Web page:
kind of hot outside. Inside, the temperature
is even hotter. Ventilators work overtime in
order to maintain a certain coolness. Some
work has to be done today!
The above could be a small description of
a day in a Reggae Studio. The musicians
enter the building, where the sound engineer
has allready set up the microphones and
thing, so that everything can be recorded
into the multitrack recorder.
It can also be a description of your
computer. As said before, the computer
merely simulates real situations, and even
expands on these situations. You could see
the sequencer and midi technology in this
context as well.
It's time to create a riddim, and midi is
the way to do it!
We allready spoke about the different
ways of Reggae Drumming, several ways to
look on the rhythm et cetera. All of this
information will now be neccesary as we will
construct a basic track.
Our purpose is to create DUB. But DUB is
basically a way of remixing (Reggae) Music.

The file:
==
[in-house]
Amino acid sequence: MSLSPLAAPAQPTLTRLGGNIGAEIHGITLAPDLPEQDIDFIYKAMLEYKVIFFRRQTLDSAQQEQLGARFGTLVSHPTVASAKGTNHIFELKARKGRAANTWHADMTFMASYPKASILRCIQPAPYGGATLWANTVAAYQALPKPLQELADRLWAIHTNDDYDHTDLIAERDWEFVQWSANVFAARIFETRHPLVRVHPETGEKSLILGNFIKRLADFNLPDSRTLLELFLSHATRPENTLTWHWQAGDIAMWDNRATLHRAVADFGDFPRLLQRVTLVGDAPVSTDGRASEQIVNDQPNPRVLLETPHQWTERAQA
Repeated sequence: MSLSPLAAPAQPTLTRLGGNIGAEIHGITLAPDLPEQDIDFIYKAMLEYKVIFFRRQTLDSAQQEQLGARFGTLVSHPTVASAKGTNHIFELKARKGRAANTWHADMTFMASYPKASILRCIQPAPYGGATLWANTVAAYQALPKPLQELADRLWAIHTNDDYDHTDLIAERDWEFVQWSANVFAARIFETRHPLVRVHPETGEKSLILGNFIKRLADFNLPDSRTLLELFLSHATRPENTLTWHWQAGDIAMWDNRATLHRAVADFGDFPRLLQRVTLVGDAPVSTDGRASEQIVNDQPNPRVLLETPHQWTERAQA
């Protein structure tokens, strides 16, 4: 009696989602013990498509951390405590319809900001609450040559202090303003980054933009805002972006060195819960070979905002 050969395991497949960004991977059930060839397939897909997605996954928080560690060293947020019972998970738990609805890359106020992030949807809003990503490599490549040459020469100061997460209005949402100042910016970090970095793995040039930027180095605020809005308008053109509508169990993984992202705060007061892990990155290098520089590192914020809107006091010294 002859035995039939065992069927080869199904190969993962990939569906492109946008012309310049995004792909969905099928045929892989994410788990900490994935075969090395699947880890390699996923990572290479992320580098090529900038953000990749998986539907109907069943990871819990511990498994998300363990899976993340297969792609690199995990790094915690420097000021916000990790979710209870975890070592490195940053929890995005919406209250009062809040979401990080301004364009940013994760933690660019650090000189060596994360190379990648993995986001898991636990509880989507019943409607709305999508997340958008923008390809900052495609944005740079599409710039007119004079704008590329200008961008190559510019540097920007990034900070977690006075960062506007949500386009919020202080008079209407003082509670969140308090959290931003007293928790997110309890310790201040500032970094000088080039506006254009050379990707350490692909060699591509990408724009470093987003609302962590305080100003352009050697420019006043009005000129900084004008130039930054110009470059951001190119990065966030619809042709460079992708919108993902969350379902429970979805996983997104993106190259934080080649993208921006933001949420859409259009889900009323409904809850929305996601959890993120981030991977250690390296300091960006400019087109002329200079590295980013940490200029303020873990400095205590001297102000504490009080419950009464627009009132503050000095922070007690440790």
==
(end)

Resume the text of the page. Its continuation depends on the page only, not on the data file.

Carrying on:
DUB can also be seen as "the art of
removing", so we have to make something
before we can re-mix or remove it.
In reggae, a basic track is an absolute
must. These tracks are called
"riddims". It's what the Jamaican
Studio Musicians do for a living: they enter
the studio and start playing riddims.
After the riddim is recorded, singers and
Dub engineers take these recordings and do
their thing with it.
In order to make DUB, it is kind of
important that this particular situation is
more or less simulated in the computer. Just
like the Studio Band doesn't "play
Dub", your original riddim shouldn't be
a Dub either. It should be an instrumental
So let's make a riddim, now we know why.